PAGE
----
Pet. Now by my mothers sonne, and that's my selfe, It shall be moone, or starre, or what I list, Or ere I iourney to your Fathers house: Goe on, and fetch our horses backe againe, Euermore crost and crost, nothing but crost

Hort. Say as he saies, or we shall neuer goe

Kate. Forward I pray, since we haue come so farre, And be it moone, or sunne, or what you please: And if you please to call it a rush Candle, Henceforth I vowe it shall be so for me

Petr. I say it is the Moone

Kate. I know it is the Moone

Petr. Nay then you lye: it is the blessed Sunne

Kate. Then God be blest, it is the blessed sun, But sunne it is not, when you say it is not, And the Moone changes euen as your minde: What you will haue it nam'd, euen that it is, And so it shall be so for Katherine

Hort. Petruchio, goe thy waies, the field is won

Petr. Well, forward, forward, thus the bowle should run, And not vnluckily against the Bias: But soft, Company is comming here. Enter Vincentio.

Good morrow gentle Mistris, where away: Tell me sweete Kate, and tell me truely too, Hast thou beheld a fresher Gentlewoman: Such warre of white and red within her cheekes: What stars do spangle heauen with such beautie, As those two eyes become that heauenly face? Faire louely Maide, once more good day to thee: Sweete Kate embrace her for her beauties sake

Hort. A will make the man mad to make the woman of him

Kate. Yong budding Virgin, faire, and fresh, & sweet, Whether away, or whether is thy aboade? Happy the Parents of so faire a childe; Happier the man whom fauourable stars A lots thee for his louely bedfellow

Petr. Why how now Kate, I hope thou art not mad, This is a man old, wrinckled, faded, withered, And not a Maiden, as thou saist he is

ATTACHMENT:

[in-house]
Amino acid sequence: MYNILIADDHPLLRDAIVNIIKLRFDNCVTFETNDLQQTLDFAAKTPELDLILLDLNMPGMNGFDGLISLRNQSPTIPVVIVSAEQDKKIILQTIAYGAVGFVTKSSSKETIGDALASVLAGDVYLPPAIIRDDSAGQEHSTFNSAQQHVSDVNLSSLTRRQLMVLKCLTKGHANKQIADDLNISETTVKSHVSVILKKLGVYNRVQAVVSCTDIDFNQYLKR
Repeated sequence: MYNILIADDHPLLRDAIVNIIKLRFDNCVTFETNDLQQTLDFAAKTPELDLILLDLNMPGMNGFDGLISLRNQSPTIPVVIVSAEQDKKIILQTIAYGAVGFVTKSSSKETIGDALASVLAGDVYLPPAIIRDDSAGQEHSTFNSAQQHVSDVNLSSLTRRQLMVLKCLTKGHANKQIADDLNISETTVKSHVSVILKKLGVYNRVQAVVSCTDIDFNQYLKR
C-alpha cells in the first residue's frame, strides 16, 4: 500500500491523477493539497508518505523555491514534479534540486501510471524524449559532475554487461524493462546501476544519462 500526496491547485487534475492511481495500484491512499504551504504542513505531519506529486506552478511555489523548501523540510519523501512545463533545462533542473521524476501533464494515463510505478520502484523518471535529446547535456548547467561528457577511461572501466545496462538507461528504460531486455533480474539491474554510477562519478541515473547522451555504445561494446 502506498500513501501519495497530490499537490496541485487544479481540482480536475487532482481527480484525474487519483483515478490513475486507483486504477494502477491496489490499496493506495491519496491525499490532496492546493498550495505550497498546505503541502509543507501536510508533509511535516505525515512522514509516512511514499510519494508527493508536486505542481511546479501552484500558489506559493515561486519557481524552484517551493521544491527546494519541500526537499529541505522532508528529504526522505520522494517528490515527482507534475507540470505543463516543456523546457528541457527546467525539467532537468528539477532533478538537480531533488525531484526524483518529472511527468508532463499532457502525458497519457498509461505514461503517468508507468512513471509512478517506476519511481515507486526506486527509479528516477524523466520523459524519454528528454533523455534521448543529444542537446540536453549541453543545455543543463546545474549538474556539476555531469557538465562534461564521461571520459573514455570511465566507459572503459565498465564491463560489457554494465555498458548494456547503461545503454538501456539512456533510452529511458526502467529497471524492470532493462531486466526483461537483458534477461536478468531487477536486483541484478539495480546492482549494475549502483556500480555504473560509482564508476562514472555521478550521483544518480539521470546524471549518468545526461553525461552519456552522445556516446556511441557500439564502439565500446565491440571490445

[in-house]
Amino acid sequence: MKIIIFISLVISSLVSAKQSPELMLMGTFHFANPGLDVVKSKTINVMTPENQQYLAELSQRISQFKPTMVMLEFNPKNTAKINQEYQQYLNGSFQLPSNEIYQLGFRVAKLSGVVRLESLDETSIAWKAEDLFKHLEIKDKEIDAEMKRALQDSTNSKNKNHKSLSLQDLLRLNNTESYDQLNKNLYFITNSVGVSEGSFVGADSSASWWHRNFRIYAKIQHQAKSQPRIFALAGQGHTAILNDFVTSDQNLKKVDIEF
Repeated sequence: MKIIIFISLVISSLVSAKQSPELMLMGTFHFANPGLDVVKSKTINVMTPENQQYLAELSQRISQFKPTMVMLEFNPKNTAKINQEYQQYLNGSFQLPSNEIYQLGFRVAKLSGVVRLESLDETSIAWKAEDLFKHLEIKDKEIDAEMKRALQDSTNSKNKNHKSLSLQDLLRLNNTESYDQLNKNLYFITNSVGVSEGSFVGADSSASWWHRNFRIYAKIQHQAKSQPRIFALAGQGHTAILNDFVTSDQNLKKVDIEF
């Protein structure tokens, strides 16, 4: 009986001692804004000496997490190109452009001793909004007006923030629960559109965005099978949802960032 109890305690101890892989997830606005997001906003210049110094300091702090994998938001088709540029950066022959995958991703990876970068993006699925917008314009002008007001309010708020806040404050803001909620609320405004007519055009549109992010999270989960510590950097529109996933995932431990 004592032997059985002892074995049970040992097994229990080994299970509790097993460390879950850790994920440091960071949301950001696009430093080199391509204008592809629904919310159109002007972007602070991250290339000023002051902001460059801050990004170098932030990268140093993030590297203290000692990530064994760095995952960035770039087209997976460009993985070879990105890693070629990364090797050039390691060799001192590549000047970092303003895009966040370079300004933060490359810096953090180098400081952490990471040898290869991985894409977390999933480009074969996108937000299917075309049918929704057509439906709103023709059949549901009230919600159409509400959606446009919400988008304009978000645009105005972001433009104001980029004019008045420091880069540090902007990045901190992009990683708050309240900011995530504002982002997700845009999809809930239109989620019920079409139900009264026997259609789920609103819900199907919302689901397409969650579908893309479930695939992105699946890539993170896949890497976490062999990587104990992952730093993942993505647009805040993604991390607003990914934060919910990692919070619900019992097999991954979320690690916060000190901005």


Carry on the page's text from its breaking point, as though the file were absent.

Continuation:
Kate. Pardon old father my mistaking eies, That haue bin so bedazled with the sunne, That euery thing I looke on seemeth greene: Now I perceiue thou art a reuerent Father: Pardon I pray thee for my mad mistaking

Petr. Do good old grandsire, & withall make known Which way thou trauellest, if along with vs, We shall be ioyfull of thy companie

Vin. Faire Sir, and you my merry Mistris, That with your strange encounter much amasde me: My name is call'd Vincentio, my dwelling Pisa, And bound I am to Padua, there to visite A sonne of mine, which long I haue not seene

Petr. What is his name? Vinc. Lucentio gentle sir

Petr. Happily met, the happier for thy sonne: And now by Law, as well as reuerent age, I may intitle thee my louing Father, The sister to my wife, this Gentlewoman, Thy Sonne by this hath married: wonder not, Nor be not grieued, she is of good esteeme, Her dowrie wealthie, and of worthie birth; Beside, so qualified, as may beseeme The Spouse of any noble Gentleman: Let me imbrace with old Vincentio, And wander we to see thy honest sonne, Who will of thy arriuall be full ioyous

Vinc. But is this true, or is it else your pleasure, Like pleasant trauailors to breake a Iest Vpon the companie you ouertake? Hort. I doe assure thee father so it is

Petr. Come goe along and see the truth hereof, For our first merriment hath made thee iealous.


Hor. Well Petruchio, this has put me in heart; Haue to my Widdow, and if she froward, Then hast thou taught Hortentio to be vntoward. Enter.

Enter Biondello, Lucentio and Bianca, Gremio is out before.

Biond. Softly and swiftly sir, for the Priest is ready

William Shakespeare
Classic Literature Library

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